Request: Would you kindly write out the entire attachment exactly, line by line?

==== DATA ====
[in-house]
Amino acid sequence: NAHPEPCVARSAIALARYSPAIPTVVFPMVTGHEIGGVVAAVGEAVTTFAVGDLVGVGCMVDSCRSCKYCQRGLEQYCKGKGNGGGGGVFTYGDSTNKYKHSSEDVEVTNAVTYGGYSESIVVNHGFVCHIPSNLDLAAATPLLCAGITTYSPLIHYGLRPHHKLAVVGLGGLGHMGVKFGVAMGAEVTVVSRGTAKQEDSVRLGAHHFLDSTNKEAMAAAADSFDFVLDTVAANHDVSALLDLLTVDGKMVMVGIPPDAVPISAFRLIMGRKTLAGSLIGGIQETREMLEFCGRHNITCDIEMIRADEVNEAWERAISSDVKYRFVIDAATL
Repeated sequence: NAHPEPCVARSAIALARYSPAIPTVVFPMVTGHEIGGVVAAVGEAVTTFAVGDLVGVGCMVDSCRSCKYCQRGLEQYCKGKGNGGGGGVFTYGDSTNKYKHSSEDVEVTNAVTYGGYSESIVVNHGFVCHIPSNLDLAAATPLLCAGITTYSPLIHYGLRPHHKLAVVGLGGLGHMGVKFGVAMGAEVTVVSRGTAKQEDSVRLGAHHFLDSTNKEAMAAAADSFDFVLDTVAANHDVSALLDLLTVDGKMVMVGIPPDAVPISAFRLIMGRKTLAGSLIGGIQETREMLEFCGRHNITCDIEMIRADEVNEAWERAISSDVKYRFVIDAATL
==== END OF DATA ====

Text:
[in-house]
Amino acid sequence: NAHPEPCVARSAIALARYSPAIPTVVFPMVTGHEIGGVVAAVGEAVTTFAVGDLVGVGCMVDSCRSCKYCQRGLEQYCKGKGNGGGGGVFTYGDSTNKYKHSSEDVEVTNAVTYGGYSESIVVNHGFVCHIPSNLDLAAATPLLCAGITTYSPLIHYGLRPHHKLAVVGLGGLGHMGVKFGVAMGAEVTVVSRGTAKQEDSVRLGAHHFLDSTNKEAMAAAADSFDFVLDTVAANHDVSALLDLLTVDGKMVMVGIPPDAVPISAFRLIMGRKTLAGSLIGGIQETREMLEFCGRHNITCDIEMIRADEVNEAWERAISSDVKYRFVIDAATL
Repeated sequence: NAHPEPCVARSAIALARYSPAIPTVVFPMVTGHEIGGVVAAVGEAVTTFAVGDLVGVGCMVDSCRSCKYCQRGLEQYCKGKGNGGGGGVFTYGDSTNKYKHSSEDVEVTNAVTYGGYSESIVVNHGFVCHIPSNLDLAAATPLLCAGITTYSPLIHYGLRPHHKLAVVGLGGLGHMGVKFGVAMGAEVTVVSRGTAKQEDSVRLGAHHFLDSTNKEAMAAAADSFDFVLDTVAANHDVSALLDLLTVDGKMVMVGIPPDAVPISAFRLIMGRKTLAGSLIGGIQETREMLEFCGRHNITCDIEMIRADEVNEAWERAISSDVKYRFVIDAATL